Israeli coalition leaders decried attempts by opposition leader Benjamin Netanyahu to thwart the renewal of the controversial Citizenship Law on Monday, with Prime Minister Naftali Bennett warning the opposition "not to play games" since "national security is a red line."
The controversy of the Citizenship Law revolves around whether Palestinians living in the West Bank or Gaza who marry Israeli citizens can be banned from living permanently in Israel with their spouses and denied a path to citizenship. The temporary amendment to the law that currently prevents them from doing this has been renewed annually since 2003.
The legislation can succeed only if parts of the opposition either support it or abstain from voting, since two parties in the governing coalition plan to oppose it. So far, however, the opposition has been threatening to vote against it.
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"To my friends in the opposition, I say this: There are some things you don't mess with. The state's security is a red line, and the country needs to be in control of who enters the borders and citizenship," Bennett said at a party meeting.
"To allow thousands of Palestinians to enter Israel and the consequential harm caused to Israel's security isn't worth winning a quarter of a political point. It's just wrong," he added.
In a Yesh Atid party meeting, Foreign Minister Yair Lapid also weighed in on the issue, stating that "if the opposition votes against the bill, it will prove that it is more important to it to oppose the government than to support the country."
The temporary amendment is being fast-tracked so that the committee debate and plenary vote will both take place Monday. Speed is critical because the current extension expires at midnight on Tuesday night.
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Netanyahu, the former prime minister and Likud chairman, said in a closed-door Likud meeting that "toppling the current government is more important than the Citizenship Law. And this is the beginning, this is the breaking point."
Likud is trying to pressure coalition parties to instead pass a Basic Law on Migration to prevent Palestinians with Israeli spouses from living in the country. But despite what Likud has claimed, Knesset bylaws would not allow this bill to be brought to a vote on Monday even if the government agreed.
Ayelet Shaked, who plays a central role in the legislation as interior minister, conceded on Monday that "as of this moment, we don't have a majority, but I hope and believe that we will have a majority by tonight."
She believes that it will ultimately pass because some members of Likud and Religious Zionism will either support it or abstain on the grounds that it is necessary for security reasons.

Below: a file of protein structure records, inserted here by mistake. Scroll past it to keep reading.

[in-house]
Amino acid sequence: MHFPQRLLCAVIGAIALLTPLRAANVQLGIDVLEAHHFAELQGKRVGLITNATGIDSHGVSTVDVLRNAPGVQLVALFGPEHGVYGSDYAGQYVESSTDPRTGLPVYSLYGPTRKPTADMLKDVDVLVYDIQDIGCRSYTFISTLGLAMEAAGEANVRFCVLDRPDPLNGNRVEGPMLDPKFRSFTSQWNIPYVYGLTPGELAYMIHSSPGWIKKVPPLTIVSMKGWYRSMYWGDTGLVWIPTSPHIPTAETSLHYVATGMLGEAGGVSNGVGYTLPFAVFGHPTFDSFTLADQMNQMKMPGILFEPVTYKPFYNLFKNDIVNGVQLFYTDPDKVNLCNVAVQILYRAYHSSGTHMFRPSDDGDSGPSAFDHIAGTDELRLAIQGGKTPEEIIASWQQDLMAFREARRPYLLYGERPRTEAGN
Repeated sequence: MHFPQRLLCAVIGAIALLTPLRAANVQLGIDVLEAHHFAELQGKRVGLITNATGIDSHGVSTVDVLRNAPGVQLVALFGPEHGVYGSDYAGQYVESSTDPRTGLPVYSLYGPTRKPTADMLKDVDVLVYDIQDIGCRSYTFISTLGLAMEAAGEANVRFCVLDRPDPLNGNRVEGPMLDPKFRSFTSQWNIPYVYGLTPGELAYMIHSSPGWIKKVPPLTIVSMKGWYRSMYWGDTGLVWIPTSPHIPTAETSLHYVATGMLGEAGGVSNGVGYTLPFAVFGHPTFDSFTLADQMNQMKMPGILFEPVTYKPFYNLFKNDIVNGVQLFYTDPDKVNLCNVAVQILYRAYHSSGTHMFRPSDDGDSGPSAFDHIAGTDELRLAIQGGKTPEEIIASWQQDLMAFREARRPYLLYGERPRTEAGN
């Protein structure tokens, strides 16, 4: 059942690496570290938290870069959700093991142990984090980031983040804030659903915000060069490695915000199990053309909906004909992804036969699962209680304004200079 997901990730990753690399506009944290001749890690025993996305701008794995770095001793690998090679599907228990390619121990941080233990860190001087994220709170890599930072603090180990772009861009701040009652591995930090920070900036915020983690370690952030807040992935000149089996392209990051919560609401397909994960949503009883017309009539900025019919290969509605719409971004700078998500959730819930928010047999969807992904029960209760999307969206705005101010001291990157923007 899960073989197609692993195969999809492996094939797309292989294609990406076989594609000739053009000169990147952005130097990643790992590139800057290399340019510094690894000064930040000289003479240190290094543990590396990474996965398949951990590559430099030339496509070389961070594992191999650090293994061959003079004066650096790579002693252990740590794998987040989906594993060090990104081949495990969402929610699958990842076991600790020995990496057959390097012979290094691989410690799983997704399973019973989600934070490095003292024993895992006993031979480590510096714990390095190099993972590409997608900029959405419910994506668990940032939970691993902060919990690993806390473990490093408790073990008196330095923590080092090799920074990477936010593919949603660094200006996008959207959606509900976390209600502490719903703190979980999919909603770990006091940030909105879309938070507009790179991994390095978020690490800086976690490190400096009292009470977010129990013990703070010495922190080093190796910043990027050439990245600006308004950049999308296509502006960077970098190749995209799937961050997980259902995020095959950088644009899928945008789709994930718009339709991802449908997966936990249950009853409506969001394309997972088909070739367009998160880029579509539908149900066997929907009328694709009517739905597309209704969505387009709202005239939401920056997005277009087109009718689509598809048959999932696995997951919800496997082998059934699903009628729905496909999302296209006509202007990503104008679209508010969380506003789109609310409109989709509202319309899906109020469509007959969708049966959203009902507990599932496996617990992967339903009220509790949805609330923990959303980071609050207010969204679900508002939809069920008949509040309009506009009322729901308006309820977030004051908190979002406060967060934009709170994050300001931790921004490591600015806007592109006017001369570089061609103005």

The government is also still trying to find a compromise that would allow the two wayward parties, left-wing Meretz and the Islamist United Arab List, to support the bill. For instance, as interior minister, Shaked could make it easier for Palestinians married to Israelis to secure vital documents such as driver’s licenses or permission to leave the country without being barred from reentering. But coalition sources consider this compromise very unlikely.
On Sunday Netanyahu said in a statement that the current government “isn’t capable of preserving Israel’s Jewish character. They expect us to pass this bill [the temporary amendment], which is full of holes, not to solve Israel’s problems and ensure its survival as a Jewish and democratic state, but to ensure the survival of their coalition.”
"Instead of negotiating with us, the government was busy trying to convince Mansour Abbas to pass the law," he said.
Likud has yet to announce its official decision on how the party will vote. Netanyahu has spent the last day consulting his closest advisers on the issue and will probably decide only on Monday. But while some Likud legislators support it, Netanyahu aides say he will probably opt to have the entire party vote against it.
If the opposition does decide to oppose extending the amendment, it may choose to turn the vote into a vote of confidence on the government. That wouldn’t topple the government, but it would make it hard for opposition lawmakers who might otherwise support the amendment to do so. It would also presumably persuade Meretz and the United Arab List to abstain rather than vote against it, but that still wouldn’t amount in a majority necessary for it to pass.
If the government fails to secure a majority on Monday, it plans to try again almost immediately. Shaked’s theory is that if the bill fails to pass the first time, some opposition legislators who support it in principle will back it the second time around.
Even if the law isn’t extended, as interior minister, Shaked has the power to reject Palestinian spouses’ request for residency rights in Israel. But she fears that if the temporary amendment to the law isn’t in place, any such rejections may be overturned by the High Court of Justice.
She has also warned that if the amendment isn’t extended, a new version enacted later might be overturned by the court. The court has so far upheld the existing temporary amendment, but only by a razor-thin majority.